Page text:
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Mozilla is letting you try out its new mobile operating system on the computer. The test versions of the Firefox Mobile OS have been released as desktop builds that will help developers put it through its paces on Mac, Windows, and Linux.

The HTML5-based mobile platform is expected to launch in early 2013 as Firefox Mobile OS and take on the fiercely competitive smartphone market. Codenamed Boot 2 Gecko, the Firefox OS will use Open Web Standards and has the backing of leading telecom companies.

In a recent blog post, Mozilla’s Tony Chung mentioned the latest that has come out of the project, “We’ve been culturally challenged to build up an interested community of testers, but limited to our distribution of builds due to legal contracts. However, the release engineering team was able to get Daily desktop builds created and published online for anyone to play with.”

Setup instructions are available on the Gaia/Hacking site. App developers can use these nightly builds to build and check their own apps, so that they can hit the ground running when the Firefox OS is launched in 2013. Even if you are not a developer, you can participate in the project by testing it and letting the team know about bugs.

To get involved with development and testing, visit the B2G page on the MozillaWiki to get started. Feel free to come back here and tell us about your first impressions.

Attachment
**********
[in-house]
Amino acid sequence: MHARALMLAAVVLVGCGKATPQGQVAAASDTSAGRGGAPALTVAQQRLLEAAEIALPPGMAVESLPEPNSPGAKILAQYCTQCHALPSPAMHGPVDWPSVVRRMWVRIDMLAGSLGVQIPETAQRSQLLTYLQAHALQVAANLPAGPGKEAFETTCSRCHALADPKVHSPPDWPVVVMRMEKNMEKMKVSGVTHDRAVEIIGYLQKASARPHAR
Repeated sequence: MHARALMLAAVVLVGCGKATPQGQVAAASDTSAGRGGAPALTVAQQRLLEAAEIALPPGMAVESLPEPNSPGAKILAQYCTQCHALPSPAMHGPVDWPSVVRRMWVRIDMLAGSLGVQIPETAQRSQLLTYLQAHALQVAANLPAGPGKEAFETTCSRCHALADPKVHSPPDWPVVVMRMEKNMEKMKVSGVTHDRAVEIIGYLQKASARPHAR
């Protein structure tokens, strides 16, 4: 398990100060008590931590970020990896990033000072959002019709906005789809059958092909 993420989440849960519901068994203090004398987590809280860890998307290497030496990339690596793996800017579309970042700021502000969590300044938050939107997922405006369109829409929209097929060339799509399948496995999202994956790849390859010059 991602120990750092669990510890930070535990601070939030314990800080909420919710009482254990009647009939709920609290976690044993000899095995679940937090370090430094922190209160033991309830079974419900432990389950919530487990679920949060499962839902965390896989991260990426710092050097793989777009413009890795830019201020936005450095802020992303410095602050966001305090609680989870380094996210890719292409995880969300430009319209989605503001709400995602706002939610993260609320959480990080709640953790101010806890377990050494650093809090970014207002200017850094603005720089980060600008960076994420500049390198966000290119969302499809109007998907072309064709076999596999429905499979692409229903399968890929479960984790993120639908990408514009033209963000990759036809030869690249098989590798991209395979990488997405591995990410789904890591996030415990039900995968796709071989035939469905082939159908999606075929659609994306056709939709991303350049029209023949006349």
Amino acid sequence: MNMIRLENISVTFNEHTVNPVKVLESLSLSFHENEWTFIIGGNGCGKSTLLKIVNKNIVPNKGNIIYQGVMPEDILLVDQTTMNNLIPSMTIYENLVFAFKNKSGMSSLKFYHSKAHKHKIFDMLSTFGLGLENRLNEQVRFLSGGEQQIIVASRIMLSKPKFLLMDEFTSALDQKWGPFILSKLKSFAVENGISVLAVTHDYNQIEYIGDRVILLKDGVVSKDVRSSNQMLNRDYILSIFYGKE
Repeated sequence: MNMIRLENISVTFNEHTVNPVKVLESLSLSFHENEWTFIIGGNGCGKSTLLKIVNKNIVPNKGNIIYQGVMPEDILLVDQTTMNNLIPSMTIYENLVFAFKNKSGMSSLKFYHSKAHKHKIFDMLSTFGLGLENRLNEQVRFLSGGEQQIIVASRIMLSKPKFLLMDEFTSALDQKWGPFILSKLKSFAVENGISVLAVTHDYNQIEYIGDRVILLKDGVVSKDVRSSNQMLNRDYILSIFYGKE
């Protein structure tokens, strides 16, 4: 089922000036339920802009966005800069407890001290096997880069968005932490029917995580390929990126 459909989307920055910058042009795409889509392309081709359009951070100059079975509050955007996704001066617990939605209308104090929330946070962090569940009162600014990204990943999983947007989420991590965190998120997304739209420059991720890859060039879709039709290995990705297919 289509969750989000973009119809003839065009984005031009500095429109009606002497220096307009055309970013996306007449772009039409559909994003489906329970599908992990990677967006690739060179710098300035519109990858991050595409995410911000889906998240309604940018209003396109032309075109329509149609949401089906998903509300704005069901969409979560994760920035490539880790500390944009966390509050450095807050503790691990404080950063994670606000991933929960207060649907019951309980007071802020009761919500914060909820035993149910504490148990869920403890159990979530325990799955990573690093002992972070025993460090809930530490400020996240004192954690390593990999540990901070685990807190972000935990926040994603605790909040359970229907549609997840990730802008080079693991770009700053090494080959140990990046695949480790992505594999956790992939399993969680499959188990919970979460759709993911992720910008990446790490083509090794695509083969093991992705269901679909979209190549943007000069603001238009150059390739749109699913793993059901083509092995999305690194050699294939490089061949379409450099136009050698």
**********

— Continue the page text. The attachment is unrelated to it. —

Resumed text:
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Source: Dknite’s Lair

  1. susendeep dutta
    July 24, 2012 at 10:21 am

    I hope this will make the reach of smartphone penetration to lower price points and will be cheap to acquire too.I hope that Mozilla concentrates on UI too as it does with its browsers.

  2. Rigoberto Garcia
    July 23, 2012 at 7:25 pm

    Thanks Saikat. Right now I'm using safari and chrome on my iPhone to decide which will use by default. I'll also try Firefox, although not one of my favorites

    • Saikat Basu
      July 24, 2012 at 9:00 am

      Hey! Rigoberto, this one is an operating system. Maybe, you are looking for just a browser. Firefox does not have a version for the iPhone yet.

  3. Humza Aamir
    July 23, 2012 at 6:28 pm

    Oh come on! Making your presence felt and showing the potential is one thing, making something innovative and genuinely different is another. To anyone who uses a smartphone or even has a mild knowledge, can easily spot the resemblance it bears to the iOS and Android. Even Google has had a tough time shredding off all the blame it got after it launched Android (and still does). This is not re-inventing the wheel, just making another one, with a different name.
    Icons, gestures, tabs and all other design ideas have already been thought of. I have similar hopes for the Tizan which Samsung is currently working on. Its not different and nothing is new. iOS is there for the posh and extravagant bunch of people, Android deals with everything else.
    Making a new smartphone OS that relies on touch is going to be as distinguishable as a pea in a row of peas. The recipe is old now. iOS and Android are the only two players that can play the match. A better utilization of time and money for Mozilla is to invest it on its web browser and other web applications.